“But summer activities also can create hazards from CO exposure. We may turn off the furnace for heating, but hot water boilers, gas ovens, gas drying machines, and other gas appliances that are poorly maintained can produce and leak the gas.” - David Klibaner
DENVER (PRWEB) June 20, 2018
Carbon monoxide (CO) deaths and injuries don’t just happen in the winter. “They are most common in winter because we often are indoors with faulty furnaces, hot water boilers and other appliances spewing this odorless but deadly gas into our homes,” said personal injury attorney David Klibaner, founding partner of Klibaner Law Firm. “But summer activities also can create hazards from CO exposure. We may turn off the furnace for heating, but hot water boilers, gas ovens, gas drying machines, and other gas appliances that are poorly maintained can produce and leak the gas.”
Since CO is odorless, the gas can slowly fill a room until the occupants are suffocated. Even if a dose is not lethal, the symptoms of chronic exposure to high levels of CO can cause irreversible brain and heart damage. “And a person can easily be poisoned by CO without even knowing it,” added Klibaner.
The symptoms of CO exposure are often the same as the flu, food poisoning and many other disorders: nausea, severe headaches, dizziness, and fatigue. Doctors and emergency rooms often fail to diagnose the problem, and unless specifically requested, may not test for CO levels in the blood. “So, if you ever suspect CO poisoning, act immediately,” stressed Klibaner.
In the summer, causes of CO poisoning include grilling inside an enclosed area, such as using charcoal briquettes inside a house or garage. When camping, propane stoves and other heating devices can give off carbon monoxide. If there is poor ventilation, there is a risk of carbon monoxide sickening or even killing a person who is exposed.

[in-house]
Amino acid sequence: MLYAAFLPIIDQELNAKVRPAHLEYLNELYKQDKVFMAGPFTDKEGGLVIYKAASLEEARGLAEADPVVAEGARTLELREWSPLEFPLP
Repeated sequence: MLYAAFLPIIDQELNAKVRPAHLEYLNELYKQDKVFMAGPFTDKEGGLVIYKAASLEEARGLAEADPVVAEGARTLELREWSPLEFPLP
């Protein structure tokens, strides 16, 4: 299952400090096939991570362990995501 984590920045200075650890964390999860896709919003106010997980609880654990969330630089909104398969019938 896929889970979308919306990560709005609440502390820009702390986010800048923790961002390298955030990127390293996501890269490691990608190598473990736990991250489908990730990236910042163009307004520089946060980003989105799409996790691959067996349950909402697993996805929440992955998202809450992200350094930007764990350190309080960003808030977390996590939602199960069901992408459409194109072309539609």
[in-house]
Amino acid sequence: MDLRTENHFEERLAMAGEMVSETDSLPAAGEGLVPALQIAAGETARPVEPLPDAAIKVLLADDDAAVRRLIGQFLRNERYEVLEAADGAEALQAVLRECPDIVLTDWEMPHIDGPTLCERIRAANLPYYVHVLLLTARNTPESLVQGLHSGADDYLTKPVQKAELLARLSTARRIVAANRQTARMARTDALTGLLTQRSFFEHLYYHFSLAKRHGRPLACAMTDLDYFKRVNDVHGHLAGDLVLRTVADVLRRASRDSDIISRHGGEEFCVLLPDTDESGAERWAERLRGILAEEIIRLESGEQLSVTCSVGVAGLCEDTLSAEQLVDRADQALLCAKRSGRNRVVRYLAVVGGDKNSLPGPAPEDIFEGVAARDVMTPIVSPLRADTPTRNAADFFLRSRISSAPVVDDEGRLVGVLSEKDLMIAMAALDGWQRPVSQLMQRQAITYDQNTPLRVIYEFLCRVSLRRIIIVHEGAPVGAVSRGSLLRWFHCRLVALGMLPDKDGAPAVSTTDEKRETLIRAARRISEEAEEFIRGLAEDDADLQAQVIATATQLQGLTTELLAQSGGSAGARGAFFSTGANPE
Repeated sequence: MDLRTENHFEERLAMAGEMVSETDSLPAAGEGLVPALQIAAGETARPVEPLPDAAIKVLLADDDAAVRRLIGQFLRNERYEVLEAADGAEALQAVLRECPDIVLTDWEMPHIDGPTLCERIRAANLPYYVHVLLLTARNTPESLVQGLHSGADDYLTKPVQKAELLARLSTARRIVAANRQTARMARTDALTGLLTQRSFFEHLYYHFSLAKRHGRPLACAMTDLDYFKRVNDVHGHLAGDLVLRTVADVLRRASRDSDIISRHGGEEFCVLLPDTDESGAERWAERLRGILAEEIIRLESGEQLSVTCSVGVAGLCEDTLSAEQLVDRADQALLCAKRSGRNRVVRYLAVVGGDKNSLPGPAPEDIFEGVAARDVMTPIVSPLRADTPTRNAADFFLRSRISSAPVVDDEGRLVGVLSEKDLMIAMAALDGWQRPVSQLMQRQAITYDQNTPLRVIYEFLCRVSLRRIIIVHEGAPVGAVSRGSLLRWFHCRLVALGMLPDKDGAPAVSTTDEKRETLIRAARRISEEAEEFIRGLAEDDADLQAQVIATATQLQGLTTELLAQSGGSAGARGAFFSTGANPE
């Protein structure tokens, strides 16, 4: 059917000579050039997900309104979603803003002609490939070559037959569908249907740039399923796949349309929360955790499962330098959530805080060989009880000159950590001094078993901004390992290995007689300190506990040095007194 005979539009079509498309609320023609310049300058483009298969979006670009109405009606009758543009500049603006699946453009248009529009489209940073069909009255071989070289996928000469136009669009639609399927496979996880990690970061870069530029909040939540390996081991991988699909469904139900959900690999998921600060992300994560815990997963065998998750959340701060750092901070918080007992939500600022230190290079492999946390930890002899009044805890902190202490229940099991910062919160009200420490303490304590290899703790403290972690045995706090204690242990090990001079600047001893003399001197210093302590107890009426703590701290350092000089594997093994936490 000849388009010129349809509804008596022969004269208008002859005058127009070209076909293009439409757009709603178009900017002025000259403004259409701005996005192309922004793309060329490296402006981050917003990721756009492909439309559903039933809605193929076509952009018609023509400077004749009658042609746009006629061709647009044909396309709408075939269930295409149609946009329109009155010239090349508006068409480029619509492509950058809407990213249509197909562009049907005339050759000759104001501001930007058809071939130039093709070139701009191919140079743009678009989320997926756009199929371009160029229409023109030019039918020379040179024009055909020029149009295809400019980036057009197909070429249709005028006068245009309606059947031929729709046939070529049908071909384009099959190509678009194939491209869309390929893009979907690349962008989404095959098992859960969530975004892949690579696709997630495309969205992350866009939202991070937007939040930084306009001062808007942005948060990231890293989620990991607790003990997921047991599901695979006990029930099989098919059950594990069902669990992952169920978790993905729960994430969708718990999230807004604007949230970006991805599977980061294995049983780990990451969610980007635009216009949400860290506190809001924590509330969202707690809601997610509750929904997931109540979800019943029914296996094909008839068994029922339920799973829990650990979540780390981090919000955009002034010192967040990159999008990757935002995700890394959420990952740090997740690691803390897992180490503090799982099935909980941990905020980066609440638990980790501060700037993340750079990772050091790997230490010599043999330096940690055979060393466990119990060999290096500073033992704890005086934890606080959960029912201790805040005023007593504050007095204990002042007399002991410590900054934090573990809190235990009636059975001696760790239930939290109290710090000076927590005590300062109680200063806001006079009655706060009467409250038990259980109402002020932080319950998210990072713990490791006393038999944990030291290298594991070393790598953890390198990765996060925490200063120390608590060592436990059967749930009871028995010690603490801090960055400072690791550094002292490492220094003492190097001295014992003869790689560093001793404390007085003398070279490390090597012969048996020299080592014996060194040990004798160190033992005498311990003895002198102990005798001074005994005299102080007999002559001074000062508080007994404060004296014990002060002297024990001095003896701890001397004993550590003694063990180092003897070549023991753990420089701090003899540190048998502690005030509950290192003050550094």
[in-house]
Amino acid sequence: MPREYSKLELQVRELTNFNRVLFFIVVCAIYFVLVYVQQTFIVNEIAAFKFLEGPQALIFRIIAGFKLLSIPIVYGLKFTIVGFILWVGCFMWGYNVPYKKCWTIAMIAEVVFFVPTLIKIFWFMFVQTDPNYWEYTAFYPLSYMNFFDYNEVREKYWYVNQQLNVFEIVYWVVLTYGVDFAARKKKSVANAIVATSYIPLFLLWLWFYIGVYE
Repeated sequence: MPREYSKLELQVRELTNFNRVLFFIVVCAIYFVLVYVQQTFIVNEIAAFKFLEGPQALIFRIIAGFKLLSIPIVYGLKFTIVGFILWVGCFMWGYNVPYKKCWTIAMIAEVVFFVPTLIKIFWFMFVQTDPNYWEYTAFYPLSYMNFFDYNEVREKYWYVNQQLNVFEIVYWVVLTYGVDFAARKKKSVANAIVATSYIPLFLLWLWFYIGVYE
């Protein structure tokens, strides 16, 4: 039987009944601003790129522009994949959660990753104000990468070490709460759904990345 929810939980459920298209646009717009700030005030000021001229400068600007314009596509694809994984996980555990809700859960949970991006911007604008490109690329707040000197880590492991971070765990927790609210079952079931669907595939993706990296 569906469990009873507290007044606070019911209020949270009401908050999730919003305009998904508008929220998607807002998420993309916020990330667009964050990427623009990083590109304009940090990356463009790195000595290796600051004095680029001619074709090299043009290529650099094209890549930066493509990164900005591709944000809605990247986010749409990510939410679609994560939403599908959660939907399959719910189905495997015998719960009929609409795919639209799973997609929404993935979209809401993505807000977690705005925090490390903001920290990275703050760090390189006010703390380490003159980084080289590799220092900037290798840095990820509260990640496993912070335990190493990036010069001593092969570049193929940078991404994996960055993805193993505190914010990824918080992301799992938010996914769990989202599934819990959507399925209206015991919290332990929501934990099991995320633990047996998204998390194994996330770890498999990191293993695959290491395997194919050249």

“Even barbecuing inside a tent can cause carbon monoxide exposure because, although people feel they are out in the elements, they are still creating an enclosed environment with potentially high levels of carbon monoxide,” noted Klibaner.
Using gas-powered tools in an unventilated area, such as a garage, can also cause poisoning. “To prevent CO injury and death, every house should have CO detectors that work year-round,” concluded Klibaner. “If you have one that is several years old, check the expiration date to see that it will continue to detect excessive levels of carbon monoxide. Every rental apartment or vacation home should have a CO detector as well. Finally, when camping in a tent, or in any confined area where fuel is burning, make sure you know there is adequate ventilation.”
About David Klibaner, Klibaner Law Firm
David Klibaner is a graduate of the Trial Lawyer’s College, founded by Gerry Spence, National Institute for Trial Advocacy, member of the American Association of Justice and has served on the Board of Directors of the Colorado Trial Lawyers Association.Practice areas of the Klibaner Law Firm include personal injury, catastrophic injuries, construction accidents, insurance bad faith, truck crashes, motor vehicle accidents and more. For more information, please call (303) 863-1445, or visit http://www.daklawfirm.com. The law office is located at 899 N. Logan Street, Suite 200, Denver CO 80203.
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